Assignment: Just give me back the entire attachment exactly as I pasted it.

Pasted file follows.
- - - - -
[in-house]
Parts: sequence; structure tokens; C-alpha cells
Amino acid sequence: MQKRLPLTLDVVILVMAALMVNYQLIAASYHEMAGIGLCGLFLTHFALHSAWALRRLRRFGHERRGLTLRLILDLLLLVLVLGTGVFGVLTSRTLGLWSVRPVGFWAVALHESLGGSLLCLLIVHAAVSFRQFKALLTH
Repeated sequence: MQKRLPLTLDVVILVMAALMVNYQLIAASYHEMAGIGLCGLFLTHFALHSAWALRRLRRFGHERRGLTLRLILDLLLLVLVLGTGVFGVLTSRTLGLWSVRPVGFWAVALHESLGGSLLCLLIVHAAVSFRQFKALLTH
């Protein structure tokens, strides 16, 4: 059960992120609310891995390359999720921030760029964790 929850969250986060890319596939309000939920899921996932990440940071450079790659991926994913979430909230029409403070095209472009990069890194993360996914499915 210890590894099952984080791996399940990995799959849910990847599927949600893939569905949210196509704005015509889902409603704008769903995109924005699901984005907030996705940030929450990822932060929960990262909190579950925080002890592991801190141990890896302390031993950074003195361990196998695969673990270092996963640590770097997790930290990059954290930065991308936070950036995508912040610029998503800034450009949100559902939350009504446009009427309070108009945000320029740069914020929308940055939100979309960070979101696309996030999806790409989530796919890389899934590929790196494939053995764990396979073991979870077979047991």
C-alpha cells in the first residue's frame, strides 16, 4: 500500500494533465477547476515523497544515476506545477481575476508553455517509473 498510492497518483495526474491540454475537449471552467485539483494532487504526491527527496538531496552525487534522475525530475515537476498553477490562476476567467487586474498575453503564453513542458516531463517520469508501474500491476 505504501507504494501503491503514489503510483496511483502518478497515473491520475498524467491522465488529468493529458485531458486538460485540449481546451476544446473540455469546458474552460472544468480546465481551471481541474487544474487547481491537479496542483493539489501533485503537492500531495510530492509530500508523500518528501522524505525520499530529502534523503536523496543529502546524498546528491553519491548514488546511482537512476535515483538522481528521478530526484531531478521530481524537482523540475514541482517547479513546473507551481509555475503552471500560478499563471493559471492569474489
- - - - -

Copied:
[in-house]
Parts: sequence; structure tokens; C-alpha cells
Amino acid sequence: MQKRLPLTLDVVILVMAALMVNYQLIAASYHEMAGIGLCGLFLTHFALHSAWALRRLRRFGHERRGLTLRLILDLLLLVLVLGTGVFGVLTSRTLGLWSVRPVGFWAVALHESLGGSLLCLLIVHAAVSFRQFKALLTH
Repeated sequence: MQKRLPLTLDVVILVMAALMVNYQLIAASYHEMAGIGLCGLFLTHFALHSAWALRRLRRFGHERRGLTLRLILDLLLLVLVLGTGVFGVLTSRTLGLWSVRPVGFWAVALHESLGGSLLCLLIVHAAVSFRQFKALLTH
């Protein structure tokens, strides 16, 4: 059960992120609310891995390359999720921030760029964790 929850969250986060890319596939309000939920899921996932990440940071450079790659991926994913979430909230029409403070095209472009990069890194993360996914499915 210890590894099952984080791996399940990995799959849910990847599927949600893939569905949210196509704005015509889902409603704008769903995109924005699901984005907030996705940030929450990822932060929960990262909190579950925080002890592991801190141990890896302390031993950074003195361990196998695969673990270092996963640590770097997790930290990059954290930065991308936070950036995508912040610029998503800034450009949100559902939350009504446009009427309070108009945000320029740069914020929308940055939100979309960070979101696309996030999806790409989530796919890389899934590929790196494939053995764990396979073991979870077979047991």
C-alpha cells in the first residue's frame, strides 16, 4: 500500500494533465477547476515523497544515476506545477481575476508553455517509473 498510492497518483495526474491540454475537449471552467485539483494532487504526491527527496538531496552525487534522475525530475515537476498553477490562476476567467487586474498575453503564453513542458516531463517520469508501474500491476 505504501507504494501503491503514489503510483496511483502518478497515473491520475498524467491522465488529468493529458485531458486538460485540449481546451476544446473540455469546458474552460472544468480546465481551471481541474487544474487547481491537479496542483493539489501533485503537492500531495510530492509530500508523500518528501522524505525520499530529502534523503536523496543529502546524498546528491553519491548514488546511482537512476535515483538522481528521478530526484531531478521530481524537482523540475514541482517547479513546473507551481509555475503552471500560478499563471493559471492569474489